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Gaming app becomes the biggest dementia study in history

Author: Educare Staffing | Posted: 23rd November 2016 | Category: General News

Sea Hero Quest has become the biggest dementia study in history by allowing its users to help contribute to dementia research each time it is played.

More than 2.4m people have taken part in playing the game, generating more than 63 years worth of gameplay since the game launched in May. This is equal to 9,400 years worth of equivalent lab-based research into human spatial navigation.

The game was developed by a team of scientists from University College London (UCL), as well as experts in gaming, technology, academia and alongside Alzheimer’s Research UK to help create the biggest spatial navigation study in history.

It has been predicted that the research will establish the first ever global benchmark for human spatial navigation, as this is considered to be a key indicator in the diagnosis and development of dementia and will help to set new standards in dementia research.

Hilary Evans, chief executive of Alzheimer’s Research UK, said: “Problems with spatial navigation can often be an early warning sign of dementia and sadly we hear all too frequently of people getting lost and being found miles away from home.

Researchers believe that these problems with spatial navigation could form the basis of a diagnostic test for the early stages of diseases like Alzheimer’s, which could add a valuable tool to a clinician’s diagnostic armoury.

Initial findings suggested that a person’s spatial navigation abilities begin to decline from early adulthood (sample analysis began at 19) and they continue to decline across a person’s lifespan. The progression was in stark contrast to the results of previous small-scale studies of approximately 100 people, which revealed a decline could be expected in later life.

Memory is currently vital for a dementia diagnosis, which naturally declines with ageing and therefore can make it difficult to determine if someone has dementia or naturally declining memory due to ageing, while spatial navigation is considered to be another problem affecting people in the early stages of dementia.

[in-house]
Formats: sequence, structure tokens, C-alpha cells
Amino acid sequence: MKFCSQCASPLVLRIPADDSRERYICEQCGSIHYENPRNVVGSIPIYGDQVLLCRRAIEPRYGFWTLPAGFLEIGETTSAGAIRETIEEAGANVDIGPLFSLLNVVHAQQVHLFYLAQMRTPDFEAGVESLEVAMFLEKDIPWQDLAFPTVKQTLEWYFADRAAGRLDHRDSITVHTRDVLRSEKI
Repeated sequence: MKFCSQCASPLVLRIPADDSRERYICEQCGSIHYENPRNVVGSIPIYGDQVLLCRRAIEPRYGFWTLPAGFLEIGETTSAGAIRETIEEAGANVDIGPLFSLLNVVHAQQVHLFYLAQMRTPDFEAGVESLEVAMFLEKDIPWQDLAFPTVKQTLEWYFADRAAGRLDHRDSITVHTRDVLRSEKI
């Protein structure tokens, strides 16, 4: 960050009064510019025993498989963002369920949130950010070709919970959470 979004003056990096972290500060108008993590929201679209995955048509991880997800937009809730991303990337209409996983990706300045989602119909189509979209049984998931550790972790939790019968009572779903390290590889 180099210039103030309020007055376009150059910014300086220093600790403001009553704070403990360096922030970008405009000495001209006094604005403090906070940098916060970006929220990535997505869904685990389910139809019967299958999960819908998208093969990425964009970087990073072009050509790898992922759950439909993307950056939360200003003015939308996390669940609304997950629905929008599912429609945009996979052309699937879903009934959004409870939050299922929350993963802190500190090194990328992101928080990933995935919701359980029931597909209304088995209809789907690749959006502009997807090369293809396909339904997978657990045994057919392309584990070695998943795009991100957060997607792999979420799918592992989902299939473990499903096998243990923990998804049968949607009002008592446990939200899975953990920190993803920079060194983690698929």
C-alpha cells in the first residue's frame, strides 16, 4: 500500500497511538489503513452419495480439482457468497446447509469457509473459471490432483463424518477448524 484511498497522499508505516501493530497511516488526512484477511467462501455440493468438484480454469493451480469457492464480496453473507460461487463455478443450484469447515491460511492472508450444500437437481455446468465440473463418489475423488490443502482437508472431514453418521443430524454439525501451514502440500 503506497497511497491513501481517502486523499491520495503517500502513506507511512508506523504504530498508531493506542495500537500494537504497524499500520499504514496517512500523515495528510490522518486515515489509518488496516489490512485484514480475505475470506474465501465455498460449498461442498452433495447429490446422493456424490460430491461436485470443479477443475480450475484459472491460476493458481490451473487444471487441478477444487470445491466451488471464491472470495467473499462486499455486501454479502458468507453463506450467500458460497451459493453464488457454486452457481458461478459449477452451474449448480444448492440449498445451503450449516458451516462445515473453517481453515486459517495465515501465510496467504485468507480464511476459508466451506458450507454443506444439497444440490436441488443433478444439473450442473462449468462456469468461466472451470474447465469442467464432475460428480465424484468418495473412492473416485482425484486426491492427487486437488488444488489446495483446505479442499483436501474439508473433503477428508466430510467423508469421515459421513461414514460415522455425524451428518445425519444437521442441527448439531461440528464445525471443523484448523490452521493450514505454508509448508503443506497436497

Leading the analysis of the anonymous player data from the game, Dr Hugo Spiers of UCL said: “This is the only study of its kind, on this scale, to date. Its accuracy greatly exceeds that of all previous research in this area.

“The findings the game is yielding have enormous potential to support vital developments in dementia research. The ability to diagnose dementia at early stages, well before patients exhibit any signs of general memory loss, would be a milestone.

This study is thus now giving us the opportunity to make a real difference to the lives of millions of people living with dementia and those at risk of developing the disease in the future.”

Deutsche Telekom’s Sea Hero Quest comes with hopes that in the long-term, the research could enable the diagnosis and treatment of patients earlier with both current and future pharmacological and non-pharmacological therapies.

The game is available to download for free from the App Store and Google Play, with the data that is collected being shared with participating scientists and the dementia research community.

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